Demographic change

As people get older and have fewer children, there’s a shrinking global workforce. “Businesses will no longer be able to marginalise female candidates when it comes to senior positions,” the authors write. “The global talent scarcity will compel companies to open up their boardrooms more readily to women.” I’m not sure that I like sound of that – businesses feeling forced to let women into the C-suite because there aren’t any suitable male candidates, but we have to take advances where we can.

Technological convergence

By this Vielmetter and Sell mean that different branches of science are being blended together, so we end up with advanced robotics and nanotechnologies. Businesses will have to learn to live with uncertainty and plan to innovate ethically. “Scientists will need to find ways to bring together the tried and tested – but very different – procedures of, say IT project management and drug development. Success will depend on the ability of senior technical experts from different fields to cooperate and compromise,” they write.

“For leaders, life under the perfect storm thrown up by the megatrends will be complex, chaotic and overwhelming,” Vielmetter and Sell continue. That might be the case, but it would be important to get on top of that now and work out how you and your projects, and your organisation overall, will deal with these challenges.

Are you altrocentric?

Vielmetter and Sell talk about the requirement for leaders to be altrocentric. This is the opposite of egocentric. In other words, this sort of leader does not seek the spotlight and they understand that “the difference between leaders and followers is contextual.”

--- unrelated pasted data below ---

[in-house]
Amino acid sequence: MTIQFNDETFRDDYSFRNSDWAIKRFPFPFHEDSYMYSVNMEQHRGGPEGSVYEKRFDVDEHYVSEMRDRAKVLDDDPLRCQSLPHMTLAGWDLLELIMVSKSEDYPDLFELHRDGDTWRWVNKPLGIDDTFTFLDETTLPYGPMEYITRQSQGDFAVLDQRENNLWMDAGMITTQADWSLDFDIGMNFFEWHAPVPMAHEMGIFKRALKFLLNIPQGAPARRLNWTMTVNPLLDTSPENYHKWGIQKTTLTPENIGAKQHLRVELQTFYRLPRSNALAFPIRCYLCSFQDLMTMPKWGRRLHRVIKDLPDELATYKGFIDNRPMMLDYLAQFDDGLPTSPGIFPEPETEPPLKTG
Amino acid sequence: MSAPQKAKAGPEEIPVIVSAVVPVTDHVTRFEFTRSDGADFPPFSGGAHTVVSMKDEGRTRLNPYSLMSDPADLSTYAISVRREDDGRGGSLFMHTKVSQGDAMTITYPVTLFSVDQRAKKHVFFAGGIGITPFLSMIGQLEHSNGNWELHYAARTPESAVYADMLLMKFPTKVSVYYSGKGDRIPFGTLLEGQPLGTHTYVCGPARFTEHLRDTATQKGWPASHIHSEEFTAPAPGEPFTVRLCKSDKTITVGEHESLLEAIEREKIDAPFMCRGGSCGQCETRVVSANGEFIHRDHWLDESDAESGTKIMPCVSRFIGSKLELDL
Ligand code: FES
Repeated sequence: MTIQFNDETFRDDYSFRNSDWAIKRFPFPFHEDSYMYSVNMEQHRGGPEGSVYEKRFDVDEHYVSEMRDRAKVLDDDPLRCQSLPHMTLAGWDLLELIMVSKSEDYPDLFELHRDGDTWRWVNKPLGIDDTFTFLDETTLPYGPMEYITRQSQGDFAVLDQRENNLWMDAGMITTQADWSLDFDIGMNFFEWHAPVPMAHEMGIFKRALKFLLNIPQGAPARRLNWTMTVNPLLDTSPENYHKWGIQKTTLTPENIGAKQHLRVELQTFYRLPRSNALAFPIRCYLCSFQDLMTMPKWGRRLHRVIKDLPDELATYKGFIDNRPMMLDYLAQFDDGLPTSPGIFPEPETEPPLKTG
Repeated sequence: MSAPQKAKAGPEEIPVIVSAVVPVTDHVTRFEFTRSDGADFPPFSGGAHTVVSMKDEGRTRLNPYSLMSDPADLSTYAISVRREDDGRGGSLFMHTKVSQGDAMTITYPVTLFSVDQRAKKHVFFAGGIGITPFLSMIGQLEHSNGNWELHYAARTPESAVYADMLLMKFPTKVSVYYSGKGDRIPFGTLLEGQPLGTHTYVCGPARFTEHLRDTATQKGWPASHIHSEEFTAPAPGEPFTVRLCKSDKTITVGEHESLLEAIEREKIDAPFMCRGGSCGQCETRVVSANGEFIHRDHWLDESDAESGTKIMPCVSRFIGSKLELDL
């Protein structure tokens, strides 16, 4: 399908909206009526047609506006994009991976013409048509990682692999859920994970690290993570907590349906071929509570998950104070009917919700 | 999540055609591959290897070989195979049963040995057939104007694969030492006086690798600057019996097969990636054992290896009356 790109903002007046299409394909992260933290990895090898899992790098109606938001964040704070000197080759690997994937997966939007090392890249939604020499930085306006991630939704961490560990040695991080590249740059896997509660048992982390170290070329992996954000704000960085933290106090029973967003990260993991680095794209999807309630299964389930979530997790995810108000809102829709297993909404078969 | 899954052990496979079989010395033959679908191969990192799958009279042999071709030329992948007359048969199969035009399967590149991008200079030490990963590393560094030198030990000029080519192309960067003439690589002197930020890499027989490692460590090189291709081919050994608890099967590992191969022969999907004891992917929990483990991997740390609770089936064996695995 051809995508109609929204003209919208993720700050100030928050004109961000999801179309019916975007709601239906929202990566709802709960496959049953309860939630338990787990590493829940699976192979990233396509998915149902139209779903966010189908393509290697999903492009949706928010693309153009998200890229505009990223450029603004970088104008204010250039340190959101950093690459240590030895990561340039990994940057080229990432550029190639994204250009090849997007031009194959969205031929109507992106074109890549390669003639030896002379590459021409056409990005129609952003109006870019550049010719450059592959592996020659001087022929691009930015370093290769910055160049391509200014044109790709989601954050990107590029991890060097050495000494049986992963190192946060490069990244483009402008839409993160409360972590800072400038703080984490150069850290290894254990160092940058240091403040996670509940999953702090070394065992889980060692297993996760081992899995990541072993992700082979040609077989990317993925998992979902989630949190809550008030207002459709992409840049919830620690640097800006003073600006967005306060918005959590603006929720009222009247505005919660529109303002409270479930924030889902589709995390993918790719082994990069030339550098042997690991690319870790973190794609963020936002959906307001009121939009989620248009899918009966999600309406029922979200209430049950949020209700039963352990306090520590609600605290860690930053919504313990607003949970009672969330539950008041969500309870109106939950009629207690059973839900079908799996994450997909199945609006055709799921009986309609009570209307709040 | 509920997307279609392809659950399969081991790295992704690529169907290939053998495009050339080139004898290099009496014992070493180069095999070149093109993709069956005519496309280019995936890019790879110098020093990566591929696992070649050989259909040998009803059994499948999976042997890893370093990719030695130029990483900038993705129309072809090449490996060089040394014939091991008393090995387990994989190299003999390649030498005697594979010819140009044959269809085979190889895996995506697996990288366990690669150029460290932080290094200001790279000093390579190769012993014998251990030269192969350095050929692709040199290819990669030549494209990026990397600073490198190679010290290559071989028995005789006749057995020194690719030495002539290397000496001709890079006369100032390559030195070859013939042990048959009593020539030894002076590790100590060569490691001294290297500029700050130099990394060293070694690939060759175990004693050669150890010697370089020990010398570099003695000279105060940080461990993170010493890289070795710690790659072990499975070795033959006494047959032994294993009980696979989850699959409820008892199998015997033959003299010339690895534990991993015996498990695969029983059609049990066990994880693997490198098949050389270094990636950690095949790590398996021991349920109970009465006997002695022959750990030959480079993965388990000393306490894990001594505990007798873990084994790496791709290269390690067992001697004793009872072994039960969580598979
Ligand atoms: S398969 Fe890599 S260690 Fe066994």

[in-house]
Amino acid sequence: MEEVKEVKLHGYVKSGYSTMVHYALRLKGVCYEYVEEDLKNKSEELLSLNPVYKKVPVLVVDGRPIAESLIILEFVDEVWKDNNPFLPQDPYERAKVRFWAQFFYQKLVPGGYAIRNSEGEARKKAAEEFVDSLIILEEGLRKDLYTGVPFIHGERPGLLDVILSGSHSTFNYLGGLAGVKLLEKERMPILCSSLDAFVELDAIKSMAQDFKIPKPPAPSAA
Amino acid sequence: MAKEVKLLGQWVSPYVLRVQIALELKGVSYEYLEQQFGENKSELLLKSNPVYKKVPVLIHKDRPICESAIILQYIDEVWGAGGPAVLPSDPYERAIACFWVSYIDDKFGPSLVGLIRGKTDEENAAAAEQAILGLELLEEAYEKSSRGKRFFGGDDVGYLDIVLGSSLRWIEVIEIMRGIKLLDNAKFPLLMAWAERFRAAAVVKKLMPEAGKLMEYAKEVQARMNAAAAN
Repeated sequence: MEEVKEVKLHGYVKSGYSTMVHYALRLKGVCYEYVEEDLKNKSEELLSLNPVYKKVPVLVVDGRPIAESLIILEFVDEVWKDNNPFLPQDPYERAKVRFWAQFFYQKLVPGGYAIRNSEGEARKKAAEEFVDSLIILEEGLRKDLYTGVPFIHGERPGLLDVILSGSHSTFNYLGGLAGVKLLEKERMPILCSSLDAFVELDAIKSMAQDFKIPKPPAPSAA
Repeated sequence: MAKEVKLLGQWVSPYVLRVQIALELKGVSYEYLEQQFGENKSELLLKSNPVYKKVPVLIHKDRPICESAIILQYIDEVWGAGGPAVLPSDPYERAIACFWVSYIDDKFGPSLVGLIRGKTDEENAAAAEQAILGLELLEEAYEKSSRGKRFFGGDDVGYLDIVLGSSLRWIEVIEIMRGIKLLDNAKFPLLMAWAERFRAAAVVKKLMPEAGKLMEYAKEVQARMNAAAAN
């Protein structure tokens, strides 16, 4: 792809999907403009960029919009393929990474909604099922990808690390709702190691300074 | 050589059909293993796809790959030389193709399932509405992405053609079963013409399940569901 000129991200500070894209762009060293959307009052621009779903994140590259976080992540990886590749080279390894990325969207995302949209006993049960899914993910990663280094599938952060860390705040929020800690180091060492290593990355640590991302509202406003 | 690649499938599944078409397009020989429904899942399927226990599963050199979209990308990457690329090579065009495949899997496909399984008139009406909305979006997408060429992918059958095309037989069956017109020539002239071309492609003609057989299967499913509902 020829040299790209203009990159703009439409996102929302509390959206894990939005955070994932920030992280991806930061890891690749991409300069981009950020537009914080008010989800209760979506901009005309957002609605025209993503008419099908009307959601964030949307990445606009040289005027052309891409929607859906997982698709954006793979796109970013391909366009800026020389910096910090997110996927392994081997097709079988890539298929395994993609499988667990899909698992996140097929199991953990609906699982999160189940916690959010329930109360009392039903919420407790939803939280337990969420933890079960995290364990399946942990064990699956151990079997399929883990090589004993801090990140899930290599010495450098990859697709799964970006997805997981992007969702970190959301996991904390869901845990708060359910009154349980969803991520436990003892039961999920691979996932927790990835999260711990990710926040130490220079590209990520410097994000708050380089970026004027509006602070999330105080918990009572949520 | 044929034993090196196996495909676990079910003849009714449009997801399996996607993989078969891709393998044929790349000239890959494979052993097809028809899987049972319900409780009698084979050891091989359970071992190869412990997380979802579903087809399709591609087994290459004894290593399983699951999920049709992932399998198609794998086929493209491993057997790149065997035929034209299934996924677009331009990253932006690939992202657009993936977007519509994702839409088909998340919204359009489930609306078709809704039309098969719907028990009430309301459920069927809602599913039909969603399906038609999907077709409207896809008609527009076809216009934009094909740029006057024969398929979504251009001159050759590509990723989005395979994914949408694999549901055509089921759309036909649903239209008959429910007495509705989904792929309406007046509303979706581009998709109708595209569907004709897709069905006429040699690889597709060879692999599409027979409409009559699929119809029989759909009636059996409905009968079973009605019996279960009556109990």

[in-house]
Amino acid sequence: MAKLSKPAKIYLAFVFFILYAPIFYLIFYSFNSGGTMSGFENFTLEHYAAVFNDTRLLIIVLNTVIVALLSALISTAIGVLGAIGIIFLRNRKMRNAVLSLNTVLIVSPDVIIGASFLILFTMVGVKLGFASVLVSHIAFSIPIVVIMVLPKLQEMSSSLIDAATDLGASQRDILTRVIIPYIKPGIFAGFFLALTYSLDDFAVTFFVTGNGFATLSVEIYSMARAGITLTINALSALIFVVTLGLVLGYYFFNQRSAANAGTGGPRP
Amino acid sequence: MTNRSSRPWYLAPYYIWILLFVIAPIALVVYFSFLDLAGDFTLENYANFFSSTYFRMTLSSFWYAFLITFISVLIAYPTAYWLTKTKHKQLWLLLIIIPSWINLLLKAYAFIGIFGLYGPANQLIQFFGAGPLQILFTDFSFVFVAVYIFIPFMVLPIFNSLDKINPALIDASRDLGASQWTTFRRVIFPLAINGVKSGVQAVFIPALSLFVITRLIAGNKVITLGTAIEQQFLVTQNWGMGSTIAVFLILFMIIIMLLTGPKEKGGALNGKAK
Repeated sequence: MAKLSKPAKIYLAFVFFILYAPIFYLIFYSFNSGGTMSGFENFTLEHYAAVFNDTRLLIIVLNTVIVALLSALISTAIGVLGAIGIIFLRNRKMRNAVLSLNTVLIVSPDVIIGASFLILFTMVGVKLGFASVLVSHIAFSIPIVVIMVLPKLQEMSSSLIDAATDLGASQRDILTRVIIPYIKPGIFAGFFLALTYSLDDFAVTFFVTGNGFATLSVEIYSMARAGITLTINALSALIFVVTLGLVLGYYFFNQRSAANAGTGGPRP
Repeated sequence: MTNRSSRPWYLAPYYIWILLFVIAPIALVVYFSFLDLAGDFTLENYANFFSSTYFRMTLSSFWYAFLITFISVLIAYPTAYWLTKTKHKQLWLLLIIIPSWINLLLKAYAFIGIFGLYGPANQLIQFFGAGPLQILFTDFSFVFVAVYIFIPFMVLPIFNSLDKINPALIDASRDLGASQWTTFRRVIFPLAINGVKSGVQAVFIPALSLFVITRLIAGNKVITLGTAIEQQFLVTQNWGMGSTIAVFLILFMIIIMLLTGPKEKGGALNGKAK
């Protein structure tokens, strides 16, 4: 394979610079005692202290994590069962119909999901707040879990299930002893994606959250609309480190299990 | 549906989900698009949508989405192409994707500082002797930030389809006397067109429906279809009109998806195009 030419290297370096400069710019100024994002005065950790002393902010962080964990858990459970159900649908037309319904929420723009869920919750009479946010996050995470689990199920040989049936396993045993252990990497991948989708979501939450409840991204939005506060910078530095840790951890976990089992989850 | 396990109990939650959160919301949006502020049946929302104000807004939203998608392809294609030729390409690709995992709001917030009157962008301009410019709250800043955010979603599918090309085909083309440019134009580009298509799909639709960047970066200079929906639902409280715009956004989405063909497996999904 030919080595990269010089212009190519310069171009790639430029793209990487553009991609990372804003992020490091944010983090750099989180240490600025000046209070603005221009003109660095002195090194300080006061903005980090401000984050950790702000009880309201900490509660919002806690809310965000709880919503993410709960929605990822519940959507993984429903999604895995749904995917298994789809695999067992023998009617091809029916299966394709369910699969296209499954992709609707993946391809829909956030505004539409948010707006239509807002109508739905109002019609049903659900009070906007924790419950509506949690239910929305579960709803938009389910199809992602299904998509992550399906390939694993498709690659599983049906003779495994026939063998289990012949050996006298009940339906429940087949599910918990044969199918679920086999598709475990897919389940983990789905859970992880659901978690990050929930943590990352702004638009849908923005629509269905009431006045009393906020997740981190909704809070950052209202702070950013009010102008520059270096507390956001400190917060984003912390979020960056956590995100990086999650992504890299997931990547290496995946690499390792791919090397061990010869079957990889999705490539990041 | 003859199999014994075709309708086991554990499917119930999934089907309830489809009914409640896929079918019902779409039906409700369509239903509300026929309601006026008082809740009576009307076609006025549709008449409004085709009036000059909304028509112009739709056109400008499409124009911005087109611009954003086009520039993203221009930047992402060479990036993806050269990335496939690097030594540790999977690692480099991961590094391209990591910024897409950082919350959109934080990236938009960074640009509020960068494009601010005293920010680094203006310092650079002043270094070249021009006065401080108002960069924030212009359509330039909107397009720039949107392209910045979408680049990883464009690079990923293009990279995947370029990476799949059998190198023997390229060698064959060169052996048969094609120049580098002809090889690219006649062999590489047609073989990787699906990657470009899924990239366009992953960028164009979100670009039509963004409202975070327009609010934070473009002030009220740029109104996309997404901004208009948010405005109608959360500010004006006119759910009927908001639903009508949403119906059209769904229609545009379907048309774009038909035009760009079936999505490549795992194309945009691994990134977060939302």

Altrocentric leaders are confident but show concern for and understanding of others. They are able to appreciate that they are only one part of the whole and take their ego out of their working relationships and tasks.

The book ends with questions to reflect on to help you establish if you are an altrocentric leader. There is also a section on how to develop those competencies if you don’t feel very altrocentric right now.

Despite my earlier comment, I found Leadership 2030 more forward looking than the project management equivalent: Project Management Circa 2025. Leadership 2030 isn’t a project management text but it’s interesting if you are looking academically at what the business future might bring, or if you are moving into a business role and want to stay ahead of the curve. I would say it is aimed at people who can influence strategy, so mainly C-suite readers. However, if what we are hearing from PMI is true, the trend will be for project leaders to take on business and operational roles, so it could be very valuable for us to equip ourselves with the skills to make all kinds of business work in the future, not just projects.

Buy on Amazon.co.uk